Pre-dinner crostini at Locanda Senio. Photograph: Colin Boulter for the Guardian

And the food and wine are excellent: at dinner (on the terrace by the chlorine-free pool), Ercole was full of information about the history or provenance of each of the five courses he brought out to us. Standouts were radicchio and almond crostini, smoked salmon with tiny grapes the size of redcurrants, gnocchi stuffed with ricotta, and Roberta’s homemade breads.
Italy’s regional governments are gradually setting up legal norms for alberghi diffusi, simplifying the licences hugely. To Roxana and Ercole’s irritation, Tuscany is still wrangling over details, but Puglia, in the south, enacted legislation in 2012, and several of the region’s white stone villages have taken the idea and run with it.
Founded by Greeks in the fourth century BC, Polignano a Mare, south of Bari, is famous for cliff diving and for Domenico Modugno, writer of the Frank Sinatra hit Volare. In its old town, B&B dei Serafini (doubles from €90) is “diffused” around nine buildings, with breakfast at its own cafe on Piazza San Benedetto (bag the cliffside terrace table for over-water caffè and cornetti). Our diminutive but sweet room was on the other side of the square: we sunbathed on its sea-view roof terrace then enjoyed live music, drinks and food in the piazza till late, before staggering, ooh, 75 metres back home.

B&B dei Serafini, Polignano a Mare
B&B dei Serafini, Polignano a Mare

One problem with alberghi diffusi can be getting to them by car: satnavs struggle with steep, narrow alleyways, and village centres are often car-free anyway. Albergo Diffuso Monopoli (doubles with kitchen from €120 B&B) solves this by collecting guests from wherever they park in Monopoli town and taking them to their “house” in a tuk-tuk. Opened by a group of friends in 2014, it has 16 rooms and apartments in buildings around the old town, plus reception with cafe for breakfast. Our first-floor open-plan room, with a typical Pugliese arched ceiling, was in a courtyard off a street full of Italian life, and minutes from beaches and great-value fish restaurants such as Da Zi’ Ottavio (77 via Barbacana).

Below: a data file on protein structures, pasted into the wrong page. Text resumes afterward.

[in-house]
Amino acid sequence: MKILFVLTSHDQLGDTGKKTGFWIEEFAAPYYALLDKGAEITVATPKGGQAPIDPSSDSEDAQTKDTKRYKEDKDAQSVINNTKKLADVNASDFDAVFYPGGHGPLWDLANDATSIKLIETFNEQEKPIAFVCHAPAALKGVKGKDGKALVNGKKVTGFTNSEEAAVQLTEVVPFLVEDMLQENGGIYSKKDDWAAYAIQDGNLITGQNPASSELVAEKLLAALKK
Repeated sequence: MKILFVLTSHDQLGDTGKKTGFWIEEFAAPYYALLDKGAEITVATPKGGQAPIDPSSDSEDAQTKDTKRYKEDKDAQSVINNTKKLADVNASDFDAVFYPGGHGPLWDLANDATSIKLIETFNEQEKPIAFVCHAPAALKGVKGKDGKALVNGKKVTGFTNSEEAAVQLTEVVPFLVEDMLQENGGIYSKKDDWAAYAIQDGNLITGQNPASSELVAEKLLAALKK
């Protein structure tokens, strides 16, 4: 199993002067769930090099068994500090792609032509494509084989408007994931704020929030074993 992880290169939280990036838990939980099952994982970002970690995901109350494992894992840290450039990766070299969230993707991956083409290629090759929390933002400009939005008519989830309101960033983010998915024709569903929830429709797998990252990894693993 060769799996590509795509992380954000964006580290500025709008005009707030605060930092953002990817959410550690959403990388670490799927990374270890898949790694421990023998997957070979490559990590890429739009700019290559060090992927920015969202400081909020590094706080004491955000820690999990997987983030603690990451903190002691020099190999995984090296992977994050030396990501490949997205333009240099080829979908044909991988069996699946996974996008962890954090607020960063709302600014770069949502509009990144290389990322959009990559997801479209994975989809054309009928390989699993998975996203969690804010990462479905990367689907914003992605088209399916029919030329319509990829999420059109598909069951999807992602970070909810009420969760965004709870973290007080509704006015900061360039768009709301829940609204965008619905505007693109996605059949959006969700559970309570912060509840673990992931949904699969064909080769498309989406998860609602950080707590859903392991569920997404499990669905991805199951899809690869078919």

Another thing that has taken off this century in Puglia is wine: and nights in alberghi diffusi can be happily interspersed with vineyard tours. Try Cantine Polvanera, 50km from Monopoli, a working family winery producing top-quality reds, including a Decanter gold award-winning primitivo. A slicker operation is Tenute Rubino, near Brindisi, which makes classic and innovative wines from salty seaside vineyards. A tour can finish at its wine bar on the seafront, where wines are paired with bruschette, cured meats and cheeses (tour and tasting with lunch €40pp).

Albergo Diffuso Monopoli
Albergo Diffuso Monopoli

The Itria valley, south of Monopoli, is the place to see Puglia’s trulli houses, and in its centre loom the whitewashed walls of Locorotondo – which instead of traditional conical houses has cummerse, narrow townhouses with steep stone roofs. In several of these, the Sisto family have created albergo diffuso Sotto le Cummerse (doubles from €90 B&B), with, so far, 10 apartments in formerly abandoned buildings (two more should open this year). Breakfast is at super-cool Docks cafe, with valley views from its terrace.

Terrace, Sotto le Cummerse, Italy
Roof terrace at Sotto le Cummerse

The albergo diffuso is perfectly suited to Italy, where almost every hill is topped with an ancient settlement, most beautifully atmospheric and tragically depopulated. It’s also perfectly suited to travellers wanting a sense of place and contact with locals, not other tourists.
And if your holiday spending can help keep a 1,000-year-old village alive – well, as the Italians would say, Come non amarlo? (What’s not to love?)
 The trip was organised by Best Holidays In Italy (+353 1 254 4280, bestholidaysinitaly.com) and DiscoveryPuglia (discoverypuglia.com), which run group and tailor-made Italy tours. Accommodation was provided by the hotels mentioned. Flights were provided by easyJet, which flies from Gatwick to Bari from £68 return

MORE ALBERGHI DIFFUSI